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Sometimes it is necessary to ensure that only one instance of application is running. This quite simple solution uses pid file to achieve this, and will run only on Linux platform. This is a nearly compatible version to the Windows version posted by Dragan Jovelic (I fixed the mispelling of alreadyrunning method).

Python, 70 lines
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import commands
import os

class singleinstance(object):
    '''
    singleinstance - based on Windows version by Dragan Jovelic this is a Linux
                     version that accomplishes the same task: make sure that
                     only a single instance of an application is running.

    '''
                        
    def __init__(self, pidPath):
        '''
        pidPath - full path/filename where pid for running application is to be
                  stored.  Often this is ./var/<pgmname>.pid
        '''
        self.pidPath=pidPath
        #
        # See if pidFile exists
        #
        if os.path.exists(pidPath):
            #
            # Make sure it is not a "stale" pidFile
            #
            pid=open(pidPath, 'r').read().strip()
            #
            # Check list of running pids, if not running it is stale so
            # overwrite
            #
            pidRunning=commands.getoutput('ls /proc | grep %s' % pid)
            if pidRunning:
                self.lasterror=True

            else:
                self.lasterror=False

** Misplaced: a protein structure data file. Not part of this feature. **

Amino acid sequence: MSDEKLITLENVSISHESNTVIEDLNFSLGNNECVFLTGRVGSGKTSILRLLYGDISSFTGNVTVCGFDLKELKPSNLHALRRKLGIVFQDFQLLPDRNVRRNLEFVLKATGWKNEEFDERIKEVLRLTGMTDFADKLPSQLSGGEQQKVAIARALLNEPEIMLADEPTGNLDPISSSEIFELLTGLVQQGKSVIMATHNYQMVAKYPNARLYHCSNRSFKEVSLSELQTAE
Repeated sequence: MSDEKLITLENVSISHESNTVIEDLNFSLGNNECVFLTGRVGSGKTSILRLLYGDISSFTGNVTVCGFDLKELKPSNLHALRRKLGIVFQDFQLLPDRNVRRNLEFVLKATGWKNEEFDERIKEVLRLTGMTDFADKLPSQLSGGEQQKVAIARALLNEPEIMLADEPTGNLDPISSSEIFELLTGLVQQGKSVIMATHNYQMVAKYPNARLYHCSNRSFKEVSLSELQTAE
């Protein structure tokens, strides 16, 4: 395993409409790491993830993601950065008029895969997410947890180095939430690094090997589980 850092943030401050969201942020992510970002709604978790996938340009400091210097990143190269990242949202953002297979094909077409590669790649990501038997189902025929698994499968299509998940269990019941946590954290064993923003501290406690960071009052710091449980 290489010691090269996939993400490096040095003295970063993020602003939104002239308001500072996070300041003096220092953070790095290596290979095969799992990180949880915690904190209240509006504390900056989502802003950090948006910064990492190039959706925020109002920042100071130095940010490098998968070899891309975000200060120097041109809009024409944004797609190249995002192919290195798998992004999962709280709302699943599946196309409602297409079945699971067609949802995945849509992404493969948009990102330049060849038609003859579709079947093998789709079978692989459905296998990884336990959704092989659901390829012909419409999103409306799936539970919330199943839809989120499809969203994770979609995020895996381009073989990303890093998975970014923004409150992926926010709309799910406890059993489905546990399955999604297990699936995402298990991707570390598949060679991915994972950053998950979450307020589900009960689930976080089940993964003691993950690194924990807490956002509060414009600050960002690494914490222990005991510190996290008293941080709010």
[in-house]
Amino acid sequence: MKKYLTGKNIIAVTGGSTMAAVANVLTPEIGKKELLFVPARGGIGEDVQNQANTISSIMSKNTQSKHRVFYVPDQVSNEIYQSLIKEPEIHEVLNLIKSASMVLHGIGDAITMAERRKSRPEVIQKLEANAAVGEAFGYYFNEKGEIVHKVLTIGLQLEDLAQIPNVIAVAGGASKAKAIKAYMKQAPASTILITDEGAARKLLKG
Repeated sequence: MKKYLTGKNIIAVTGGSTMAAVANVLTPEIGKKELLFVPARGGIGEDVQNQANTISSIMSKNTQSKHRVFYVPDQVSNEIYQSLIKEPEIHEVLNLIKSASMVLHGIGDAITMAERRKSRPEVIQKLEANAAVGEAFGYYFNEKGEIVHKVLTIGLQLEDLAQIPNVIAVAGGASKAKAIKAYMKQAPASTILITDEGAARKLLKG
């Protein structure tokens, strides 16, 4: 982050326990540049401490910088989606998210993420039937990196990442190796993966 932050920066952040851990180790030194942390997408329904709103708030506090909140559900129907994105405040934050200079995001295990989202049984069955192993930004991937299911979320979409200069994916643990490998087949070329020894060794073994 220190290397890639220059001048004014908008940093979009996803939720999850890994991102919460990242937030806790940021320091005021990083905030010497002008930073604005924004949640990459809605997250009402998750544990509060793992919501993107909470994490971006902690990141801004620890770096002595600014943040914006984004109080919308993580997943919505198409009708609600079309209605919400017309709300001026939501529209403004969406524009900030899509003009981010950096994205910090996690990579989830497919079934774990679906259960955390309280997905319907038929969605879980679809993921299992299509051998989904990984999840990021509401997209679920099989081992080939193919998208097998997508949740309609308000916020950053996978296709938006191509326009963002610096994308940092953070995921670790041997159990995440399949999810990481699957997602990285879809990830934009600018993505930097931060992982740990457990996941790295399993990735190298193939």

else:
            self.lasterror=False

        if not self.lasterror:
            #
            # Write my pid into pidFile to keep multiple copies of program from
            # running.
            #
            fp=open(pidPath, 'w')
            fp.write(str(os.getpid()))
            fp.close()

    def alreadyrunning(self):
        return self.lasterror

    def __del__(self):
        if not self.lasterror:
            os.unlink(self.pidPath)

if __name__ == "__main__":
    #
    # do this at beginnig of your application
    #
    myapp = singleinstance()
    #
    # check is another instance of same program running
    #
    if myapp.alreadyrunning():
        sys.exit("Another instance of this program is already running")
        
    #
    # not running, safe to continue...
    #
    print "No another instance is running, can continue here"

3 comments

Miki Tebeka 13 years, 2 months ago  # | flag

Checking if a pid is running can be done using

 try:
    kill(pid, 0)
    pidRunning = 1
except OSError:
    pidRunning = 0

This is more portable than the current implementation.

Zach Dwiel 12 years, 9 months ago  # | flag

I've got a basic framework here which uses a simple asynchronous client/server so that subsequent invocations do not start a new instance and also pass their command line parameters to the first one.

Richard Schramm 10 years, 12 months ago  # | flag

Miki Tebeka's method for testing the pid is more robust. The 'ls | grep' method will give false result for example if testing pid=4412 and some other process has pid=144112. Also, I had to modify one line...

os.kill( int(pid), 0)

Otherwise works great (on RHEL4 Python2.2)